The selling point here is the multi-host wireless options. The Lightspeed mode will connect directly to the included USB dongle (which can be stored in the keyboard itself under the battery cover), but the Bluetooth mode can remember up to 10 devices. In practice, Logitech hopes that people will use the keyboard to connect to a gaming PC with Lightspeed and other devices with Bluetooth, switching between multiple devices on the fly.
In trials, this actually works pretty well. I have the G613 connected to my primary desktop via Lightspeed and my television-connected media PC via Bluetooth. Hit the Lightspeed button, desktop. Bluetooth button, media PC. It's a nice option and Logitech offers up other examples, like switching between a gaming PC and a mobile device or laptop. I'm not sure I'll continue to use it for this purpose - I like RGB lighting on my keyboards and I already have a much, much lighter wireless keyboard - but it does work like Logitech says.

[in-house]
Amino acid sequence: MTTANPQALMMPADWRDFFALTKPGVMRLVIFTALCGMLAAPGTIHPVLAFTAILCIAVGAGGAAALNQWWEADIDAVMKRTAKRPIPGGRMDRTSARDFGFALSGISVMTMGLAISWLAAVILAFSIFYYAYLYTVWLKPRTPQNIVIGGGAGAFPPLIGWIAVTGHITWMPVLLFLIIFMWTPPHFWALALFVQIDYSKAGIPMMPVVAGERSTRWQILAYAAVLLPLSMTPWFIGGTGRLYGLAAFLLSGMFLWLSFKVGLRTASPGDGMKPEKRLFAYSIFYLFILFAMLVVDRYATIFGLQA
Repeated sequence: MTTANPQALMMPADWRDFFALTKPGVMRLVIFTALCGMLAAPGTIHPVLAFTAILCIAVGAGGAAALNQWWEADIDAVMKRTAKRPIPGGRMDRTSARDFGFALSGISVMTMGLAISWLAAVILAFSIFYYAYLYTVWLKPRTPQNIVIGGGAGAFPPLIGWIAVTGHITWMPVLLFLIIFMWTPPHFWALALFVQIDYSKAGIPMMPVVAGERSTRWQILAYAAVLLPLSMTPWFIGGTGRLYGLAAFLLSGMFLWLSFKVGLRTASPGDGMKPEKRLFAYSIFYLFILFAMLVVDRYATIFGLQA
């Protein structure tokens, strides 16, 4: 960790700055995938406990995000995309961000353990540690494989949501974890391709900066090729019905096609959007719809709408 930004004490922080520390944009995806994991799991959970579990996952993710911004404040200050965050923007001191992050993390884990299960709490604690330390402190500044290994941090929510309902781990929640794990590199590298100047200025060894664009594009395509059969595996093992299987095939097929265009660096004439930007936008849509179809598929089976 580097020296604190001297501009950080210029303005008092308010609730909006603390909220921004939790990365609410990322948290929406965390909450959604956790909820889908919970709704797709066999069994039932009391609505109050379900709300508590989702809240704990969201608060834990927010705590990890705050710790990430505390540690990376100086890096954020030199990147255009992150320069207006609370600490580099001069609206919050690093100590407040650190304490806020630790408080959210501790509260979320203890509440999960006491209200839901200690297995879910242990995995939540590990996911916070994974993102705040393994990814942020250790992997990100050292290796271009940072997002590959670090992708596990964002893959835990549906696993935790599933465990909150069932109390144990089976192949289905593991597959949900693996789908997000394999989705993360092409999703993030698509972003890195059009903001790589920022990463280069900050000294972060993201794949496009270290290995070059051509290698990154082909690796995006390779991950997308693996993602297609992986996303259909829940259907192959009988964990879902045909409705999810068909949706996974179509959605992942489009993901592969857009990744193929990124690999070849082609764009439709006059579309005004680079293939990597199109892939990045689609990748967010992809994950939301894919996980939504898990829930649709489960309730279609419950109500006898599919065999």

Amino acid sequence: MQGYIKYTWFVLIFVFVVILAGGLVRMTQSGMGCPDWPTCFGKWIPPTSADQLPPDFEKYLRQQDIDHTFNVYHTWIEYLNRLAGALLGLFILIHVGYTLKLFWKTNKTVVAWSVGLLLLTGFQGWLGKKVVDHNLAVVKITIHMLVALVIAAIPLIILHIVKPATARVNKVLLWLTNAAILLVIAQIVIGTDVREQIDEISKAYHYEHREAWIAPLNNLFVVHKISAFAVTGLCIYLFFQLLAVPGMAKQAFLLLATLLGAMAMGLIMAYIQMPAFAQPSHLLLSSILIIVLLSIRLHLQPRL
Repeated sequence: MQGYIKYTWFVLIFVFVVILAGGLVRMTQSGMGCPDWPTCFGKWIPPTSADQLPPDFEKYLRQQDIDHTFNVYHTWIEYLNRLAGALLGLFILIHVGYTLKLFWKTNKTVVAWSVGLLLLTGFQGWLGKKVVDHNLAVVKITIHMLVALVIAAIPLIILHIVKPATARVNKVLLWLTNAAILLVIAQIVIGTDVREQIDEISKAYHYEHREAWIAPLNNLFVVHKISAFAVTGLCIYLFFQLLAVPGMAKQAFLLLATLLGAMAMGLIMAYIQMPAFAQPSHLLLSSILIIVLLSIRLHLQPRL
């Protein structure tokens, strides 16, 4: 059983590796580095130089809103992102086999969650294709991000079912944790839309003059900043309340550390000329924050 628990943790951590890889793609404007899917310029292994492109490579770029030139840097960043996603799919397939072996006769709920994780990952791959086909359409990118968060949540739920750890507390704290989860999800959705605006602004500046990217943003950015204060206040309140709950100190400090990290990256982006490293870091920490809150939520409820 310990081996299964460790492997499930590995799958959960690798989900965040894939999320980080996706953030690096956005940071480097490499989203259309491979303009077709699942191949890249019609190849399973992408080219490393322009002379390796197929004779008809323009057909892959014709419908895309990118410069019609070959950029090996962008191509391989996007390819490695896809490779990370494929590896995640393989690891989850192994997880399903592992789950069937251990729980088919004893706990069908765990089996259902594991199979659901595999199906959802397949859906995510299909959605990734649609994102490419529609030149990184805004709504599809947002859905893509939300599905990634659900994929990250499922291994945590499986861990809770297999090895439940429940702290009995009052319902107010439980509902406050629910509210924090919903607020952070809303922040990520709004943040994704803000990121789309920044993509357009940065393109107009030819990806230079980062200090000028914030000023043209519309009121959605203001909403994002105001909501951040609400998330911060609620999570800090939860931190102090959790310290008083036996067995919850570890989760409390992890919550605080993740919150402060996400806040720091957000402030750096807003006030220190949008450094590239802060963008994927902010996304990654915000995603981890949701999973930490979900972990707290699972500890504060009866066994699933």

All told, I found it odd to place where the G603 mouse and G613 keyboard fit in the life of a gamer. The design are just so basic and boring that I couldn't see the set drawing in too many folks. Where it does excel is for the user that needs to straddle two lives: one professional, one gamer. These are devices that look great in an office environment, with no garish lighting. Furthermore, they can be moved easily and connect with multiple devices as needed. And when you need to game, the keyboard is ready and the mouse can be switched to HI mode.
In an office environment, or any place where you need to work and play at the same time, the G603 and G613 are the perfect companions. Work hard, play hard. Anywhere else though, and I find that while the technology is amazing, the products just aren't what I'm necessarily looking for in gaming peripherals. The mouse feels like a better buy overall, while the price tag on the keyboard seems a bit much for what it offers outside of the technology. Mostly, I just want to see HERO come to a higher-end mouse in the future.
The Logitech G603 Lightspeed Wireless Gaming Mouse will cost $69.99, with a planned September release. The Logitech G613 Lightspeed Wireless Mechanical Gaming Keyboard will set you back a hefty $149.99 and it should be in stores sometime this month.